Around £295m could be saved from depression and anxiety services, £273m from hypertension treatment and £130m from family planning services, it believes.
‘NICE is committed to working hard to support PCTs and NHS providers to make best use of their money over the next few years, making the case for investment and disinvestment through our guidance programmes,' it said.
It suggests that following the recommendations of its hypertension guideline (CG34) will increase drug spending, but that this will be ‘far outweighed' by savings from reducing heart attacks and strokes.
West London GP Dr Sarah Jarvis said there was good evidence that spending more on medicines would help to improve patient outcomes.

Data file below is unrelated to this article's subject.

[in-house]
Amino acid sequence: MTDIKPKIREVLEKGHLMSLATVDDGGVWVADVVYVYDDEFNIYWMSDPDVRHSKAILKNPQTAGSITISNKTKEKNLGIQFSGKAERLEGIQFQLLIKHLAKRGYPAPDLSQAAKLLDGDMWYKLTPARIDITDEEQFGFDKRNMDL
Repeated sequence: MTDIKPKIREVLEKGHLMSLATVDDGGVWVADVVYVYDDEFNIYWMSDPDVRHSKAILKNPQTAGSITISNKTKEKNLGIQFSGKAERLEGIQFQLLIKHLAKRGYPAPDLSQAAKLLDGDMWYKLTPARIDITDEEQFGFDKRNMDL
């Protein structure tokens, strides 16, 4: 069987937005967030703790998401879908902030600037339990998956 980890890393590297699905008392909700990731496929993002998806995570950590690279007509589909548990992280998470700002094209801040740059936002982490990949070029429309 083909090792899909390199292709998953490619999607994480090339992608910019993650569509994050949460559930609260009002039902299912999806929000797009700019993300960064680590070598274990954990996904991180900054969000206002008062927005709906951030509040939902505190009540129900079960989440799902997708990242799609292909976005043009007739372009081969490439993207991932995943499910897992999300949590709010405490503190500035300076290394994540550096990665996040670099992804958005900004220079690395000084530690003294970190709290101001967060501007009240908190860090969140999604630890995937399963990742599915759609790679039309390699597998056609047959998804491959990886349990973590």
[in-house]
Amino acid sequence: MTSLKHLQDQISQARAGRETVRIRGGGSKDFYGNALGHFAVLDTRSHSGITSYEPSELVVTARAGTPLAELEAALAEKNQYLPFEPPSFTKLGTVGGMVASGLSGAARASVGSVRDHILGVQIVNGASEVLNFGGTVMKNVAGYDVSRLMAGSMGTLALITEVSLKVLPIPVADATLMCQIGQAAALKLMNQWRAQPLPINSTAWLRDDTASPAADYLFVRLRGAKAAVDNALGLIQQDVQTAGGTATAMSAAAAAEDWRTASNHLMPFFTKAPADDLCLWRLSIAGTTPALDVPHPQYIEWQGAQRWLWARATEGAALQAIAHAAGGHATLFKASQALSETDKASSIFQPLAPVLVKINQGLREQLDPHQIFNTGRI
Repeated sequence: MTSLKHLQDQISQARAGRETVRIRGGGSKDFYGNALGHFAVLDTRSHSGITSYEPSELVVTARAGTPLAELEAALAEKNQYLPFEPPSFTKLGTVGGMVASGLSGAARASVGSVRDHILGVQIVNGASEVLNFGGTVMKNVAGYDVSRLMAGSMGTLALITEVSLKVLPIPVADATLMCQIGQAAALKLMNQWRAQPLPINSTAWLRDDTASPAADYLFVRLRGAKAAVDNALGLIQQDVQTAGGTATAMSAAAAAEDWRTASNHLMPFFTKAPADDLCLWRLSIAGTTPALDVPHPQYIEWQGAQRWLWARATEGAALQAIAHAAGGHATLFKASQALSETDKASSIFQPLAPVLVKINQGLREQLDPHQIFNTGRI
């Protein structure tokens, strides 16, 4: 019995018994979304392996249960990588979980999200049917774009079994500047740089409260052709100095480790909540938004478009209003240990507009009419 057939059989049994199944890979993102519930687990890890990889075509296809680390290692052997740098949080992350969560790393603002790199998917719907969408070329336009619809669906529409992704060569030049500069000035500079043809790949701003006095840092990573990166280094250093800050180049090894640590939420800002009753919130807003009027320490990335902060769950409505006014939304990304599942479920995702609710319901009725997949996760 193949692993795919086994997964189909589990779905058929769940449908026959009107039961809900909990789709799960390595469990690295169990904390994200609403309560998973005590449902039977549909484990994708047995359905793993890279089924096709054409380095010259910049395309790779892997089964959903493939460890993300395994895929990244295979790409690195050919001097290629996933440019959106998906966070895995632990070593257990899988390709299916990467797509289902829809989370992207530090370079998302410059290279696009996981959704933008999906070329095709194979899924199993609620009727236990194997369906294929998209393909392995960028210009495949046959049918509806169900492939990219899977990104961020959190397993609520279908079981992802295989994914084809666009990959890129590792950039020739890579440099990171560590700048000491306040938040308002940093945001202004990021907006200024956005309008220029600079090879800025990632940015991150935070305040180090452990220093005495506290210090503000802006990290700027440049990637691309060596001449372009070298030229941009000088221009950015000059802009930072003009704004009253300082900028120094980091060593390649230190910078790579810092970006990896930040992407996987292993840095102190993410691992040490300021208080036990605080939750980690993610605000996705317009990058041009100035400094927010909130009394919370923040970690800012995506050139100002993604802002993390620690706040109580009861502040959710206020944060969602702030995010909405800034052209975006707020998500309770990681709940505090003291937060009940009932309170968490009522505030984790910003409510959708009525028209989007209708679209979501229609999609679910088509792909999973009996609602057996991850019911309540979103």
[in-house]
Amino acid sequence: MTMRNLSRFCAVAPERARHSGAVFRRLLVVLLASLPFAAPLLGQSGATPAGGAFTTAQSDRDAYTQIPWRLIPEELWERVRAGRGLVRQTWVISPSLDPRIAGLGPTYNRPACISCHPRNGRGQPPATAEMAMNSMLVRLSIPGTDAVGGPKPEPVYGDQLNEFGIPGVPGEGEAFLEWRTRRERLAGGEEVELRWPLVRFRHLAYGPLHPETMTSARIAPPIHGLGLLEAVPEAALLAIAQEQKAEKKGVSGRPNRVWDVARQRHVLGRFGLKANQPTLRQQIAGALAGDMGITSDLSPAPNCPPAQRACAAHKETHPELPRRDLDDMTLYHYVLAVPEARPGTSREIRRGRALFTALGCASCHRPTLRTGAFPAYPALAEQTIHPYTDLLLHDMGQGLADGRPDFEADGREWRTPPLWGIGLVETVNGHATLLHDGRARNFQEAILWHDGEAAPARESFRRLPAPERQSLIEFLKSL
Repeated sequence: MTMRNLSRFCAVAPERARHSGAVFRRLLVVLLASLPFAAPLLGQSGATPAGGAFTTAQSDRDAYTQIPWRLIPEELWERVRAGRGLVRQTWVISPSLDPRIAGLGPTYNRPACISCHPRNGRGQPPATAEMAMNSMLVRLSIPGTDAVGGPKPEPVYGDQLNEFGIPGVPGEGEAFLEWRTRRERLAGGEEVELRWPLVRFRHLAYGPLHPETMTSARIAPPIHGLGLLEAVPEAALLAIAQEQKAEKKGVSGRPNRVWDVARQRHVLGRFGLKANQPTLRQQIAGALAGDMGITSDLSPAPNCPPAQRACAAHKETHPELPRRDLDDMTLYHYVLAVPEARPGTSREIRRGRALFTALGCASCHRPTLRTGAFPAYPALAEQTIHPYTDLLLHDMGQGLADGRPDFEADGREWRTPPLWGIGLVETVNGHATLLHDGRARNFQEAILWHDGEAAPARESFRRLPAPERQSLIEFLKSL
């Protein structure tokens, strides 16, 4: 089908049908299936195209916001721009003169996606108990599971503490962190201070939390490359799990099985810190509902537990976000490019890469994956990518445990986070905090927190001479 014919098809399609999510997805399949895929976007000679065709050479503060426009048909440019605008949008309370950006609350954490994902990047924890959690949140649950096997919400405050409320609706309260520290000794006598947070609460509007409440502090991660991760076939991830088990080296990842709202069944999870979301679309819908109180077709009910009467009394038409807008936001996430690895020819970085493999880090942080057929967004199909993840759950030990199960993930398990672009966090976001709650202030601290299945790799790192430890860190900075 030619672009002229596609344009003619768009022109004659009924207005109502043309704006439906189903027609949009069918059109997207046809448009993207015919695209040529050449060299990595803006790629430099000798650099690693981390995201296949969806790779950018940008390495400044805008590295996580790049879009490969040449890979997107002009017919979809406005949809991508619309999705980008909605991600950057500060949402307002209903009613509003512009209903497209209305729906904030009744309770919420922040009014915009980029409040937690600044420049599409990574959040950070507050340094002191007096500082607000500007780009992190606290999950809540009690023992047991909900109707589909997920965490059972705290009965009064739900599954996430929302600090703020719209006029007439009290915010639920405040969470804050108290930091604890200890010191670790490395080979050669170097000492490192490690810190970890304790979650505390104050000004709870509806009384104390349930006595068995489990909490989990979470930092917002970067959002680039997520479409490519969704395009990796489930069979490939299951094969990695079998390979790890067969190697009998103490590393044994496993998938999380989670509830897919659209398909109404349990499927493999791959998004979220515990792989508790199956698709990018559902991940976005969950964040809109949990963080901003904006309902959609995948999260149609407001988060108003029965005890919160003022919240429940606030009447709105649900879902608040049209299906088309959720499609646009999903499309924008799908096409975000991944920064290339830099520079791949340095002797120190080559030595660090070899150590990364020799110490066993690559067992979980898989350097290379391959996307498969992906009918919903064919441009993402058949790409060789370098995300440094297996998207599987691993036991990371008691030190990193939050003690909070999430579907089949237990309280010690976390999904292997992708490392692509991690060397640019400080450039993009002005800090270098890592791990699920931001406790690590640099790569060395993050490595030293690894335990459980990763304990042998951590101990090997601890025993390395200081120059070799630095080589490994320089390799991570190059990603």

‘One of the big problems is that GPs are still being encouraged to use cheaper drugs but many patients do not take these drugs because of the side-effects,' she said.
‘Within a year most patients given diuretics or calcium channel blockers will have stopped taking them, and drugs only work if you take them.'
NICE also predicted savings of £130m from increased uptake of long-acting reversible contraceptives (LARCs).
‘The additional cost of these methods is more than offset by the costs of unplanned pregnancies,' it said.